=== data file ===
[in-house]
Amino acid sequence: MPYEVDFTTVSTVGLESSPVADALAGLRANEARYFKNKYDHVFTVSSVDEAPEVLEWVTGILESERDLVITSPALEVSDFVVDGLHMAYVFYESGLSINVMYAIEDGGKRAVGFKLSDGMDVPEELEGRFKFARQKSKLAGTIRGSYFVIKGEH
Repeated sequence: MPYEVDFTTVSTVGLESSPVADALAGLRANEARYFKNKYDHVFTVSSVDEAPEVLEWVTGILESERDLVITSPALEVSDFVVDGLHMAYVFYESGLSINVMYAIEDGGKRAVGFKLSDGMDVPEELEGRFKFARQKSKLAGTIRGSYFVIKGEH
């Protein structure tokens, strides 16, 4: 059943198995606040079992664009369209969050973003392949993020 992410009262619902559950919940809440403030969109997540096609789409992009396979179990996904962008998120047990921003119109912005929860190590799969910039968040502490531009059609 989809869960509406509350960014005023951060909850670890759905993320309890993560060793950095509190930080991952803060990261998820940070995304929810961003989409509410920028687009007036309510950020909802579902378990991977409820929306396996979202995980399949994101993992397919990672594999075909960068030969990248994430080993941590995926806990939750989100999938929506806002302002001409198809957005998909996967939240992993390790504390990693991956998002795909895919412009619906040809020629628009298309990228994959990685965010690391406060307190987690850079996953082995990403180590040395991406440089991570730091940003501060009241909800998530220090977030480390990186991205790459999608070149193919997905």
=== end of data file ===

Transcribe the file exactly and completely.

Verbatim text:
[in-house]
Amino acid sequence: MPYEVDFTTVSTVGLESSPVADALAGLRANEARYFKNKYDHVFTVSSVDEAPEVLEWVTGILESERDLVITSPALEVSDFVVDGLHMAYVFYESGLSINVMYAIEDGGKRAVGFKLSDGMDVPEELEGRFKFARQKSKLAGTIRGSYFVIKGEH
Repeated sequence: MPYEVDFTTVSTVGLESSPVADALAGLRANEARYFKNKYDHVFTVSSVDEAPEVLEWVTGILESERDLVITSPALEVSDFVVDGLHMAYVFYESGLSINVMYAIEDGGKRAVGFKLSDGMDVPEELEGRFKFARQKSKLAGTIRGSYFVIKGEH
């Protein structure tokens, strides 16, 4: 059943198995606040079992664009369209969050973003392949993020 992410009262619902559950919940809440403030969109997540096609789409992009396979179990996904962008998120047990921003119109912005929860190590799969910039968040502490531009059609 989809869960509406509350960014005023951060909850670890759905993320309890993560060793950095509190930080991952803060990261998820940070995304929810961003989409509410920028687009007036309510950020909802579902378990991977409820929306396996979202995980399949994101993992397919990672594999075909960068030969990248994430080993941590995926806990939750989100999938929506806002302002001409198809957005998909996967939240992993390790504390990693991956998002795909895919412009619906040809020629628009298309990228994959990685965010690391406060307190987690850079996953082995990403180590040395991406440089991570730091940003501060009241909800998530220090977030480390990186991205790459999608070149193919997905």